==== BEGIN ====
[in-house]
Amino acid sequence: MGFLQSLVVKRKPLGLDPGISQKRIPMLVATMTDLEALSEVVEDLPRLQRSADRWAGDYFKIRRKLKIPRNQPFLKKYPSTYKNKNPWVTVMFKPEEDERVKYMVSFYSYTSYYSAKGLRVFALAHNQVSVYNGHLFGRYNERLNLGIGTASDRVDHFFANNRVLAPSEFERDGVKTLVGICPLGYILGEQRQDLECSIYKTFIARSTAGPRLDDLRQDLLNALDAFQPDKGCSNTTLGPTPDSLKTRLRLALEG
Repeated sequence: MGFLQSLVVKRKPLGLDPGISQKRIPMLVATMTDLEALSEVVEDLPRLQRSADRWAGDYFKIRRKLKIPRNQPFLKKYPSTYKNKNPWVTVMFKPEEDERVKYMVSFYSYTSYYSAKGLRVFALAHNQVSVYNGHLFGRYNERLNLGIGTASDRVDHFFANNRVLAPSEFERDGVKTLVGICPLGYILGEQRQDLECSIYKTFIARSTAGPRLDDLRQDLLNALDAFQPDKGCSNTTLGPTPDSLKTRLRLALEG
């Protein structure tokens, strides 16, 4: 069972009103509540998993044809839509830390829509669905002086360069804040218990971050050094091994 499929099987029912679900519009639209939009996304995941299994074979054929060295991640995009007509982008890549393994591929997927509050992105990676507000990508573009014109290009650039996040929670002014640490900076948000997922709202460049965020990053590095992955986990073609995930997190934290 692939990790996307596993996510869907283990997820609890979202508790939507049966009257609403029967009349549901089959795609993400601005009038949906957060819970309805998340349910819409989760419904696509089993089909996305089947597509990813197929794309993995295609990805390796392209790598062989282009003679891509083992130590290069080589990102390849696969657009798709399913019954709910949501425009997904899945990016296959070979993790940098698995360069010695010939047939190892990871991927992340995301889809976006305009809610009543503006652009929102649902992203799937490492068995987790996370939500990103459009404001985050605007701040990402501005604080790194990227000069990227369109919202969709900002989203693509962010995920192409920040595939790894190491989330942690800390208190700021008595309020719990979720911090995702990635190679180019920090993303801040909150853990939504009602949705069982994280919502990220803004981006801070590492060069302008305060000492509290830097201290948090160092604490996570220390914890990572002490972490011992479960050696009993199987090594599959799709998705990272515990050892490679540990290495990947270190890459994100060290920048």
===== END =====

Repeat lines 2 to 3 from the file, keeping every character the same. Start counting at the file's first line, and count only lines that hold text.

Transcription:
Amino acid sequence: MGFLQSLVVKRKPLGLDPGISQKRIPMLVATMTDLEALSEVVEDLPRLQRSADRWAGDYFKIRRKLKIPRNQPFLKKYPSTYKNKNPWVTVMFKPEEDERVKYMVSFYSYTSYYSAKGLRVFALAHNQVSVYNGHLFGRYNERLNLGIGTASDRVDHFFANNRVLAPSEFERDGVKTLVGICPLGYILGEQRQDLECSIYKTFIARSTAGPRLDDLRQDLLNALDAFQPDKGCSNTTLGPTPDSLKTRLRLALEG
Repeated sequence: MGFLQSLVVKRKPLGLDPGISQKRIPMLVATMTDLEALSEVVEDLPRLQRSADRWAGDYFKIRRKLKIPRNQPFLKKYPSTYKNKNPWVTVMFKPEEDERVKYMVSFYSYTSYYSAKGLRVFALAHNQVSVYNGHLFGRYNERLNLGIGTASDRVDHFFANNRVLAPSEFERDGVKTLVGICPLGYILGEQRQDLECSIYKTFIARSTAGPRLDDLRQDLLNALDAFQPDKGCSNTTLGPTPDSLKTRLRLALEG